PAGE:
Most Diverse Class of Students Ever Sits for SAT

Minority participation rate for the exam was at an all-time high, but average scores varied widely.


More minority students from this year's high school graduating class sat for the SAT exam than ever before, officials from the nonprofit College Board, which owns the test, said Tuesday. Minorities comprised 40 percent of all SAT takers. The College Board also reported that the national average score dropped 2 points from the previous year and that average scores varied widely by race and family income.

Hispanics represented the fastest-growing group of minority test takers, accounting for almost 14 percent of those who took it, up from less than 8 percent 10 years ago. Hispanics' average score was 152 points lower than the average total score of 1,509. Students who identified themselves as Asian, Asian-American, or Pacific Islander posted a 13-point gain on the test. On the other hand, students who identified themselves as Puerto Rican posted a 9-point drop in average scores. Students from families earning more than $200,000 a year posted, on average, a 26-point gain.

In a conference call with reporters, College Board officials took pains to highlight the historic number of minority test takers. "We are tremendously encouraged by the increasing diversity," said College Board President Gaston Caperton. "More than ever, the SAT reflects the diversity of students in the classroom." He called that "another step toward ensuring diversity in higher education and in turn the workforce."

Despite the gaps between groups, average scores on each of the three sections—critical reading, writing, and math—remain almost unchanged since 2007. College Board officials referred to this stability as a positive characteristic of the scores, in light of the expanded diversity.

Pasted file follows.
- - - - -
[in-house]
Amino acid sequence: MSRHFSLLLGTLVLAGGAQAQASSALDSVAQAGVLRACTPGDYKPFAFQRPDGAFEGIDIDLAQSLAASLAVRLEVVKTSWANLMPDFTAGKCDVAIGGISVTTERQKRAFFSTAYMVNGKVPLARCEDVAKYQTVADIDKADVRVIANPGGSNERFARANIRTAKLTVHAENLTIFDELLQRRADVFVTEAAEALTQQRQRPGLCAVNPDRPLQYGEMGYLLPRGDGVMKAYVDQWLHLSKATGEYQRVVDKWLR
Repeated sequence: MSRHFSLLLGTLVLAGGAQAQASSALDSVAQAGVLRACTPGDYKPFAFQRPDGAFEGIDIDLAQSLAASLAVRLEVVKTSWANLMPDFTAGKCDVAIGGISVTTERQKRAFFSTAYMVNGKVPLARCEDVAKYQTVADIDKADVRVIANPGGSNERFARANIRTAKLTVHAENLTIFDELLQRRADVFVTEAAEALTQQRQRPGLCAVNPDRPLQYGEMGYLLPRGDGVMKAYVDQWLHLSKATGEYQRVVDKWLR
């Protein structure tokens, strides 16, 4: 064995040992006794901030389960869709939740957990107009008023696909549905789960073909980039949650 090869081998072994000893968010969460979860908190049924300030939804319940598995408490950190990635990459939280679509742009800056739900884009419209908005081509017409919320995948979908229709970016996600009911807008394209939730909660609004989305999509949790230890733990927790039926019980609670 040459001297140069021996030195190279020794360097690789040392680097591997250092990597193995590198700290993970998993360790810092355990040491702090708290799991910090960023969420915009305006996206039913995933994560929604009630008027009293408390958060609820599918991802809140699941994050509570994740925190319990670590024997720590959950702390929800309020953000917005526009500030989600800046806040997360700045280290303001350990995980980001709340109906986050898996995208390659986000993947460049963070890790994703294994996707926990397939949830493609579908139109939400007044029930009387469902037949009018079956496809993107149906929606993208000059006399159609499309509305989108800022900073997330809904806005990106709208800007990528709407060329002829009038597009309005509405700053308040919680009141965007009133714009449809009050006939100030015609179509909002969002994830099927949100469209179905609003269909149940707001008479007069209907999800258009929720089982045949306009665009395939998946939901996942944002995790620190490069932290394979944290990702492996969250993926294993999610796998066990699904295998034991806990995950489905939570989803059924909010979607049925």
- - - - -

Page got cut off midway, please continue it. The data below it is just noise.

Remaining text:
"What you're really doing is adding types of students who might not have previously thought of themselves as collegebound," said Laurence Bunin, senior vice president of the SAT program. "The fact that the scores are staying stable while you're doing that is a good sign."

The gaps in scores, the College Board says, can be explained by a more rigorous curriculum, better teaching, and better test preparation that some types of students receive.

"The SAT is a very important lens to help identify the inequities that exist so we as a society can address those," said Bunin.

But Bob Schaeffer, spokesman for the National Center for Fair and Open Testing, a critic of standardized tests, told USA Today that what stands out to him "is widening gaps of all sorts—race, gender, and income—at a time when the nation is spending billions of dollars allegedly trying to close those gaps. The promise of many high-stakes state testing programs is that testing is going to improve educational quality. That's not what the data show."

On an 800-point scale, the average math score on the SAT was 515. The average critical reading score was 501, and the average writing score was 493. About 1.53 million of the 3.3 million members of the high school class of 2009 took the test.

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